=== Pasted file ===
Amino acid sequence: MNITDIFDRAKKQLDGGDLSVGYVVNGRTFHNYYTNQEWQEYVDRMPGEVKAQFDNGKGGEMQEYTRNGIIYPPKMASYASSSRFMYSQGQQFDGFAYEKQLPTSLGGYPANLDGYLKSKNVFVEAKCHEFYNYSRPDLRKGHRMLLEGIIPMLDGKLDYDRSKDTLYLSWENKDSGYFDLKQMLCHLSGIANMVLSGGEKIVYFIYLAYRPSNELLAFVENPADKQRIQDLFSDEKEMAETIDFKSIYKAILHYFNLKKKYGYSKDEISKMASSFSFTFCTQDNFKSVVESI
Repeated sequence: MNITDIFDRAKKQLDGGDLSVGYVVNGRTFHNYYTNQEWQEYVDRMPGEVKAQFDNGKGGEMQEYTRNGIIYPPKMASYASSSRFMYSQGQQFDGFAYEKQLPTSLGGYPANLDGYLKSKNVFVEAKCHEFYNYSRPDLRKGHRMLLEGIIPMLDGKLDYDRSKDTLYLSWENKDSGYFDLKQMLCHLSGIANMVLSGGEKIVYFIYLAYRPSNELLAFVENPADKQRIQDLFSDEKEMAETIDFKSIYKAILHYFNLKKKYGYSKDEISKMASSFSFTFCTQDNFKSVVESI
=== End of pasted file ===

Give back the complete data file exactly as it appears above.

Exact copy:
Amino acid sequence: MNITDIFDRAKKQLDGGDLSVGYVVNGRTFHNYYTNQEWQEYVDRMPGEVKAQFDNGKGGEMQEYTRNGIIYPPKMASYASSSRFMYSQGQQFDGFAYEKQLPTSLGGYPANLDGYLKSKNVFVEAKCHEFYNYSRPDLRKGHRMLLEGIIPMLDGKLDYDRSKDTLYLSWENKDSGYFDLKQMLCHLSGIANMVLSGGEKIVYFIYLAYRPSNELLAFVENPADKQRIQDLFSDEKEMAETIDFKSIYKAILHYFNLKKKYGYSKDEISKMASSFSFTFCTQDNFKSVVESI
Repeated sequence: MNITDIFDRAKKQLDGGDLSVGYVVNGRTFHNYYTNQEWQEYVDRMPGEVKAQFDNGKGGEMQEYTRNGIIYPPKMASYASSSRFMYSQGQQFDGFAYEKQLPTSLGGYPANLDGYLKSKNVFVEAKCHEFYNYSRPDLRKGHRMLLEGIIPMLDGKLDYDRSKDTLYLSWENKDSGYFDLKQMLCHLSGIANMVLSGGEKIVYFIYLAYRPSNELLAFVENPADKQRIQDLFSDEKEMAETIDFKSIYKAILHYFNLKKKYGYSKDEISKMASSFSFTFCTQDNFKSVVESI